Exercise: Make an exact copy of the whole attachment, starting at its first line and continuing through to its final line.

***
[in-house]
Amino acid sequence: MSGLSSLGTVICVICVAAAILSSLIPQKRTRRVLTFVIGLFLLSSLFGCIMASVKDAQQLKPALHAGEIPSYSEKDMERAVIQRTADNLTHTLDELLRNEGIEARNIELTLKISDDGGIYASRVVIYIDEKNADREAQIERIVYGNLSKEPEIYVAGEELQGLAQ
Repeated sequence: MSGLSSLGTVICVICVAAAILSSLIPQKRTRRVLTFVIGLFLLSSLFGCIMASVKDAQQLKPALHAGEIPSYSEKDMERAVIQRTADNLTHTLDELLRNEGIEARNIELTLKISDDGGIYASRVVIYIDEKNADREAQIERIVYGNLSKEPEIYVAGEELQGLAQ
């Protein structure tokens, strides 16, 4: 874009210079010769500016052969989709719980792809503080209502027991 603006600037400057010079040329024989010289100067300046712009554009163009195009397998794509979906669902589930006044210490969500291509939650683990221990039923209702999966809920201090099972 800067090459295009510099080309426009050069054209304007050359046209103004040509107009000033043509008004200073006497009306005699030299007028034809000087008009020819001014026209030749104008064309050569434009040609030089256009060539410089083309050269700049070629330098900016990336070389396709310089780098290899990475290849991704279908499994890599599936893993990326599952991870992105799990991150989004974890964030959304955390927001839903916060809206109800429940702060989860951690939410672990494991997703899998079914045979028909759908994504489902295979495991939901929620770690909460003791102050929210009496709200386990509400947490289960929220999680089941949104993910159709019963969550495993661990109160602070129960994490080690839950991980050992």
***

[in-house]
Amino acid sequence: MSGLSSLGTVICVICVAAAILSSLIPQKRTRRVLTFVIGLFLLSSLFGCIMASVKDAQQLKPALHAGEIPSYSEKDMERAVIQRTADNLTHTLDELLRNEGIEARNIELTLKISDDGGIYASRVVIYIDEKNADREAQIERIVYGNLSKEPEIYVAGEELQGLAQ
Repeated sequence: MSGLSSLGTVICVICVAAAILSSLIPQKRTRRVLTFVIGLFLLSSLFGCIMASVKDAQQLKPALHAGEIPSYSEKDMERAVIQRTADNLTHTLDELLRNEGIEARNIELTLKISDDGGIYASRVVIYIDEKNADREAQIERIVYGNLSKEPEIYVAGEELQGLAQ
């Protein structure tokens, strides 16, 4: 874009210079010769500016052969989709719980792809503080209502027991 603006600037400057010079040329024989010289100067300046712009554009163009195009397998794509979906669902589930006044210490969500291509939650683990221990039923209702999966809920201090099972 800067090459295009510099080309426009050069054209304007050359046209103004040509107009000033043509008004200073006497009306005699030299007028034809000087008009020819001014026209030749104008064309050569434009040609030089256009060539410089083309050269700049070629330098900016990336070389396709310089780098290899990475290849991704279908499994890599599936893993990326599952991870992105799990991150989004974890964030959304955390927001839903916060809206109800429940702060989860951690939410672990494991997703899998079914045979028909759908994504489902295979495991939901929620770690909460003791102050929210009496709200386990509400947490289960929220999680089941949104993910159709019963969550495993661990109160602070129960994490080690839950991980050992």